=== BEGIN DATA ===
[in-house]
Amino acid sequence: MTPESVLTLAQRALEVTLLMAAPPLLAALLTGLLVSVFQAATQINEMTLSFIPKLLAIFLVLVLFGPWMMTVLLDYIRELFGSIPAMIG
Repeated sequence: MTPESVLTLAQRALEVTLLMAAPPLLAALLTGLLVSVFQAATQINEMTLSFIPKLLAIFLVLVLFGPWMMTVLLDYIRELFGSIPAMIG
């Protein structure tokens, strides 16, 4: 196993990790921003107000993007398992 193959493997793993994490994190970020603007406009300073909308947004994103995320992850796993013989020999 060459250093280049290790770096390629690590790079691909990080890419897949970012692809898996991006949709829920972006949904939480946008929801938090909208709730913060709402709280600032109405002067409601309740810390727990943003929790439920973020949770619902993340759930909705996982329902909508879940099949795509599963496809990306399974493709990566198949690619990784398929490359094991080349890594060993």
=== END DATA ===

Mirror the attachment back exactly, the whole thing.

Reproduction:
[in-house]
Amino acid sequence: MTPESVLTLAQRALEVTLLMAAPPLLAALLTGLLVSVFQAATQINEMTLSFIPKLLAIFLVLVLFGPWMMTVLLDYIRELFGSIPAMIG
Repeated sequence: MTPESVLTLAQRALEVTLLMAAPPLLAALLTGLLVSVFQAATQINEMTLSFIPKLLAIFLVLVLFGPWMMTVLLDYIRELFGSIPAMIG
């Protein structure tokens, strides 16, 4: 196993990790921003107000993007398992 193959493997793993994490994190970020603007406009300073909308947004994103995320992850796993013989020999 060459250093280049290790770096390629690590790079691909990080890419897949970012692809898996991006949709829920972006949904939480946008929801938090909208709730913060709402709280600032109405002067409601309740810390727990943003929790439920973020949770619902993340759930909705996982329902909508879940099949795509599963496809990306399974493709990566198949690619990784398929490359094991080349890594060993």